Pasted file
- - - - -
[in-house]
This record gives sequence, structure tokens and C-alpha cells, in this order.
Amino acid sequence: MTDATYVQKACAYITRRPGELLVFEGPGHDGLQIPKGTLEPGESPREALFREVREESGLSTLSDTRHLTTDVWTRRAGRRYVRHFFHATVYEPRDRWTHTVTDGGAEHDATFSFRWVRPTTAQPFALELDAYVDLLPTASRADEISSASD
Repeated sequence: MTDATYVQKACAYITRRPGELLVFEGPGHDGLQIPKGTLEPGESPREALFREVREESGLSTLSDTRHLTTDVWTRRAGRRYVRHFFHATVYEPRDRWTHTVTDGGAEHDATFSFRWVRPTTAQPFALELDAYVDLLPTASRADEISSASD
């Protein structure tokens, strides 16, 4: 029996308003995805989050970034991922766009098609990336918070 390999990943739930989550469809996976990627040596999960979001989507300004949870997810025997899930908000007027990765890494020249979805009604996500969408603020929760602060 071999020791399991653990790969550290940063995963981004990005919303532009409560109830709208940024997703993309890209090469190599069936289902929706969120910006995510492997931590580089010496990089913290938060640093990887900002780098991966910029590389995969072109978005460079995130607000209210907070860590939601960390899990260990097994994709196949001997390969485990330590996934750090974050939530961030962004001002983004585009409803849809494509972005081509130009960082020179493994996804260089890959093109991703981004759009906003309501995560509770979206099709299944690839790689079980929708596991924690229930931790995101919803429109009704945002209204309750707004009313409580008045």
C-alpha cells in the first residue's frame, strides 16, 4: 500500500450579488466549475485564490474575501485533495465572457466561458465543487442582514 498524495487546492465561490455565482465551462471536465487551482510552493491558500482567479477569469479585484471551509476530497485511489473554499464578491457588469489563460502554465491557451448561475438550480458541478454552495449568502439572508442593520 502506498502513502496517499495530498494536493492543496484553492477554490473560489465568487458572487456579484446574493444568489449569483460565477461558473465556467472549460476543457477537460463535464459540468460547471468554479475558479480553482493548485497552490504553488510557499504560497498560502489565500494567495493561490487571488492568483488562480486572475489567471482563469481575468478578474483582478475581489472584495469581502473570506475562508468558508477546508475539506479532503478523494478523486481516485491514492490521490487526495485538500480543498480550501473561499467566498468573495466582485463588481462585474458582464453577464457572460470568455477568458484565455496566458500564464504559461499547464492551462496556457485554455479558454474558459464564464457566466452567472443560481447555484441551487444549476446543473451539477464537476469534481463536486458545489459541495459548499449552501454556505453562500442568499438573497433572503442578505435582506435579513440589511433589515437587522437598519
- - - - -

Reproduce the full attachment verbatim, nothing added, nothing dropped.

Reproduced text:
[in-house]
This record gives sequence, structure tokens and C-alpha cells, in this order.
Amino acid sequence: MTDATYVQKACAYITRRPGELLVFEGPGHDGLQIPKGTLEPGESPREALFREVREESGLSTLSDTRHLTTDVWTRRAGRRYVRHFFHATVYEPRDRWTHTVTDGGAEHDATFSFRWVRPTTAQPFALELDAYVDLLPTASRADEISSASD
Repeated sequence: MTDATYVQKACAYITRRPGELLVFEGPGHDGLQIPKGTLEPGESPREALFREVREESGLSTLSDTRHLTTDVWTRRAGRRYVRHFFHATVYEPRDRWTHTVTDGGAEHDATFSFRWVRPTTAQPFALELDAYVDLLPTASRADEISSASD
């Protein structure tokens, strides 16, 4: 029996308003995805989050970034991922766009098609990336918070 390999990943739930989550469809996976990627040596999960979001989507300004949870997810025997899930908000007027990765890494020249979805009604996500969408603020929760602060 071999020791399991653990790969550290940063995963981004990005919303532009409560109830709208940024997703993309890209090469190599069936289902929706969120910006995510492997931590580089010496990089913290938060640093990887900002780098991966910029590389995969072109978005460079995130607000209210907070860590939601960390899990260990097994994709196949001997390969485990330590996934750090974050939530961030962004001002983004585009409803849809494509972005081509130009960082020179493994996804260089890959093109991703981004759009906003309501995560509770979206099709299944690839790689079980929708596991924690229930931790995101919803429109009704945002209204309750707004009313409580008045």
C-alpha cells in the first residue's frame, strides 16, 4: 500500500450579488466549475485564490474575501485533495465572457466561458465543487442582514 498524495487546492465561490455565482465551462471536465487551482510552493491558500482567479477569469479585484471551509476530497485511489473554499464578491457588469489563460502554465491557451448561475438550480458541478454552495449568502439572508442593520 502506498502513502496517499495530498494536493492543496484553492477554490473560489465568487458572487456579484446574493444568489449569483460565477461558473465556467472549460476543457477537460463535464459540468460547471468554479475558479480553482493548485497552490504553488510557499504560497498560502489565500494567495493561490487571488492568483488562480486572475489567471482563469481575468478578474483582478475581489472584495469581502473570506475562508468558508477546508475539506479532503478523494478523486481516485491514492490521490487526495485538500480543498480550501473561499467566498468573495466582485463588481462585474458582464453577464457572460470568455477568458484565455496566458500564464504559461499547464492551462496556457485554455479558454474558459464564464457566466452567472443560481447555484441551487444549476446543473451539477464537476469534481463536486458545489459541495459548499449552501454556505453562500442568499438573497433572503442578505435582506435579513440589511433589515437587522437598519